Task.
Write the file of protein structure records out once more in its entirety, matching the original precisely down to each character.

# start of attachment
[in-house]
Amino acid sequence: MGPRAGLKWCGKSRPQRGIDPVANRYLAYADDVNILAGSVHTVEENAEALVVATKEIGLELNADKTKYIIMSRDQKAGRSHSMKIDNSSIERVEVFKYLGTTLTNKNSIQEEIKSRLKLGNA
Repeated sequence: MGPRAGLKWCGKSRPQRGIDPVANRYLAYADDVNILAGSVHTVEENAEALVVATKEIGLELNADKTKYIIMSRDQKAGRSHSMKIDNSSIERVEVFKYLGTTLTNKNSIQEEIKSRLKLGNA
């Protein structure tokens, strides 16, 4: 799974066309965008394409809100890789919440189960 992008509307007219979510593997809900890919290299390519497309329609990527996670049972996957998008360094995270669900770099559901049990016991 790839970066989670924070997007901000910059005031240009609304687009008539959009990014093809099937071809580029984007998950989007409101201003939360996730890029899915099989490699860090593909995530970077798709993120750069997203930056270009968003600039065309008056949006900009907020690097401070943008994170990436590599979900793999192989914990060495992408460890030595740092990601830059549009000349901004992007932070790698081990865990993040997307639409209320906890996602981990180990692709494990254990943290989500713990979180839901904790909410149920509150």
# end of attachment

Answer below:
[in-house]
Amino acid sequence: MGPRAGLKWCGKSRPQRGIDPVANRYLAYADDVNILAGSVHTVEENAEALVVATKEIGLELNADKTKYIIMSRDQKAGRSHSMKIDNSSIERVEVFKYLGTTLTNKNSIQEEIKSRLKLGNA
Repeated sequence: MGPRAGLKWCGKSRPQRGIDPVANRYLAYADDVNILAGSVHTVEENAEALVVATKEIGLELNADKTKYIIMSRDQKAGRSHSMKIDNSSIERVEVFKYLGTTLTNKNSIQEEIKSRLKLGNA
């Protein structure tokens, strides 16, 4: 799974066309965008394409809100890789919440189960 992008509307007219979510593997809900890919290299390519497309329609990527996670049972996957998008360094995270669900770099559901049990016991 790839970066989670924070997007901000910059005031240009609304687009008539959009990014093809099937071809580029984007998950989007409101201003939360996730890029899915099989490699860090593909995530970077798709993120750069997203930056270009968003600039065309008056949006900009907020690097401070943008994170990436590599979900793999192989914990060495992408460890030595740092990601830059549009000349901004992007932070790698081990865990993040997307639409209320906890996602981990180990692709494990254990943290989500713990979180839901904790909410149920509150």